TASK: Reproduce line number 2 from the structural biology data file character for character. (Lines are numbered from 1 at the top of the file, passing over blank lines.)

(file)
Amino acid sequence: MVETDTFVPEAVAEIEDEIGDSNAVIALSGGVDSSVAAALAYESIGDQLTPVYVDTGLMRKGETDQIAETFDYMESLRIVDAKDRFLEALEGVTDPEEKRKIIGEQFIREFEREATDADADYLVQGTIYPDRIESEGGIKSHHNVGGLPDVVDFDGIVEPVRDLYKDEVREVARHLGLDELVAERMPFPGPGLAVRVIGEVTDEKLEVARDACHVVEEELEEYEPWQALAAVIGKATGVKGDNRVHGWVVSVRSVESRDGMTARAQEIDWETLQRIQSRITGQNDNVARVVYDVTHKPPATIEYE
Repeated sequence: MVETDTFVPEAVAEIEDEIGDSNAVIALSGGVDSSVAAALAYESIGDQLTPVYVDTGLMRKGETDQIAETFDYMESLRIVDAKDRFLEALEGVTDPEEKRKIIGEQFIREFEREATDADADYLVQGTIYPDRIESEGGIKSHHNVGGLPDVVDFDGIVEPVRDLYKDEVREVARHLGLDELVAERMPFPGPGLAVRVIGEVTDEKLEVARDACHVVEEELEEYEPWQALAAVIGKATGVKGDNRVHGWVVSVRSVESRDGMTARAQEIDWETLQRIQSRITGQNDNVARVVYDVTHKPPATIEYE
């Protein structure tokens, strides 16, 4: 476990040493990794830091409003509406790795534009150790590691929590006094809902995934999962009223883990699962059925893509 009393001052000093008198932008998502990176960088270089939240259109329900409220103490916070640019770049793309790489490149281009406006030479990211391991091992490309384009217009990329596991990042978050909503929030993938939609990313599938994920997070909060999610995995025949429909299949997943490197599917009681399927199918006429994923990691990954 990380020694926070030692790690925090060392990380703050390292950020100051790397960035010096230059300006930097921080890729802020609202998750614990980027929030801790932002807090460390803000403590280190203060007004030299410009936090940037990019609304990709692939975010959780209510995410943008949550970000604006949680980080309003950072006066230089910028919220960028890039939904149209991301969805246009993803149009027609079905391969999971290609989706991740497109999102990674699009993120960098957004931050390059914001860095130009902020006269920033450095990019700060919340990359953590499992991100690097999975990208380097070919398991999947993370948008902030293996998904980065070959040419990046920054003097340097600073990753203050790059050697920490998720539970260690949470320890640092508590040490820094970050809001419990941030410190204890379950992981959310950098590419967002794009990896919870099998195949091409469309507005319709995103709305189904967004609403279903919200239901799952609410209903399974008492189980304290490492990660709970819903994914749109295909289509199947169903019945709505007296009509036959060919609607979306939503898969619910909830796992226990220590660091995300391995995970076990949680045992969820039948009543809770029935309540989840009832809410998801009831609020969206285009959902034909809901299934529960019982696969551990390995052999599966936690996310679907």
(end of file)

Repeated sequence: MVETDTFVPEAVAEIEDEIGDSNAVIALSGGVDSSVAAALAYESIGDQLTPVYVDTGLMRKGETDQIAETFDYMESLRIVDAKDRFLEALEGVTDPEEKRKIIGEQFIREFEREATDADADYLVQGTIYPDRIESEGGIKSHHNVGGLPDVVDFDGIVEPVRDLYKDEVREVARHLGLDELVAERMPFPGPGLAVRVIGEVTDEKLEVARDACHVVEEELEEYEPWQALAAVIGKATGVKGDNRVHGWVVSVRSVESRDGMTARAQEIDWETLQRIQSRITGQNDNVARVVYDVTHKPPATIEYE